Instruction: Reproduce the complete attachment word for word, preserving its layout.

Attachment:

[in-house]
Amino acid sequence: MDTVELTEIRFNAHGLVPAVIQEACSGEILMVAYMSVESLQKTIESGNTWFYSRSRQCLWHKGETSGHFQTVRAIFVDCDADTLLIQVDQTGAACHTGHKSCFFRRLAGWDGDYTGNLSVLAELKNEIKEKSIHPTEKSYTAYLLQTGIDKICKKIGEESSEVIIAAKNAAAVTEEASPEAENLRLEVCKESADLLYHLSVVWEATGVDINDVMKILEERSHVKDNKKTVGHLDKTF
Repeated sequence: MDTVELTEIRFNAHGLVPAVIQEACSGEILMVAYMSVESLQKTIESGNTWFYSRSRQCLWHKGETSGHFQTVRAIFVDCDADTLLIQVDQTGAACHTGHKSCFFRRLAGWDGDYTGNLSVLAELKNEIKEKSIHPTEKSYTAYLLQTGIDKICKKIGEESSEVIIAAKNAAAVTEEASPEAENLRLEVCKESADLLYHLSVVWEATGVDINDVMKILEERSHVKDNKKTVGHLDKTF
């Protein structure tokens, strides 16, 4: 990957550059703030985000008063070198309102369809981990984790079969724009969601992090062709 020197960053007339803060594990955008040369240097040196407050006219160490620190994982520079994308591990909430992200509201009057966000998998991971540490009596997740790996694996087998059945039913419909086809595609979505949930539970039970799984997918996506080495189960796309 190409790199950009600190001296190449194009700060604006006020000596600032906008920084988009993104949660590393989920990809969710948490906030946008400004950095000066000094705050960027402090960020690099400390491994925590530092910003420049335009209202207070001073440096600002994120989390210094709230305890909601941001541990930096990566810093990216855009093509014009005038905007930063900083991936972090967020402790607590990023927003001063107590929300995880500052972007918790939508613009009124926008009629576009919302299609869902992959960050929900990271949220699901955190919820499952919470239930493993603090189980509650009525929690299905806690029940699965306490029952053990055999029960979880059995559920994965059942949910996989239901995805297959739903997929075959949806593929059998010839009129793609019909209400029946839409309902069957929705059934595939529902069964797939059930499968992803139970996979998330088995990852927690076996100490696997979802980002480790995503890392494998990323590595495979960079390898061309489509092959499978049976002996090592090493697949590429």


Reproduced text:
[in-house]
Amino acid sequence: MDTVELTEIRFNAHGLVPAVIQEACSGEILMVAYMSVESLQKTIESGNTWFYSRSRQCLWHKGETSGHFQTVRAIFVDCDADTLLIQVDQTGAACHTGHKSCFFRRLAGWDGDYTGNLSVLAELKNEIKEKSIHPTEKSYTAYLLQTGIDKICKKIGEESSEVIIAAKNAAAVTEEASPEAENLRLEVCKESADLLYHLSVVWEATGVDINDVMKILEERSHVKDNKKTVGHLDKTF
Repeated sequence: MDTVELTEIRFNAHGLVPAVIQEACSGEILMVAYMSVESLQKTIESGNTWFYSRSRQCLWHKGETSGHFQTVRAIFVDCDADTLLIQVDQTGAACHTGHKSCFFRRLAGWDGDYTGNLSVLAELKNEIKEKSIHPTEKSYTAYLLQTGIDKICKKIGEESSEVIIAAKNAAAVTEEASPEAENLRLEVCKESADLLYHLSVVWEATGVDINDVMKILEERSHVKDNKKTVGHLDKTF
């Protein structure tokens, strides 16, 4: 990957550059703030985000008063070198309102369809981990984790079969724009969601992090062709 020197960053007339803060594990955008040369240097040196407050006219160490620190994982520079994308591990909430992200509201009057966000998998991971540490009596997740790996694996087998059945039913419909086809595609979505949930539970039970799984997918996506080495189960796309 190409790199950009600190001296190449194009700060604006006020000596600032906008920084988009993104949660590393989920990809969710948490906030946008400004950095000066000094705050960027402090960020690099400390491994925590530092910003420049335009209202207070001073440096600002994120989390210094709230305890909601941001541990930096990566810093990216855009093509014009005038905007930063900083991936972090967020402790607590990023927003001063107590929300995880500052972007918790939508613009009124926008009629576009919302299609869902992959960050929900990271949220699901955190919820499952919470239930493993603090189980509650009525929690299905806690029940699965306490029952053990055999029960979880059995559920994965059942949910996989239901995805297959739903997929075959949806593929059998010839009129793609019909209400029946839409309902069957929705059934595939529902069964797939059930499968992803139970996979998330088995990852927690076996100490696997979802980002480790995503890392494998990323590595495979960079390898061309489509092959499978049976002996090592090493697949590429």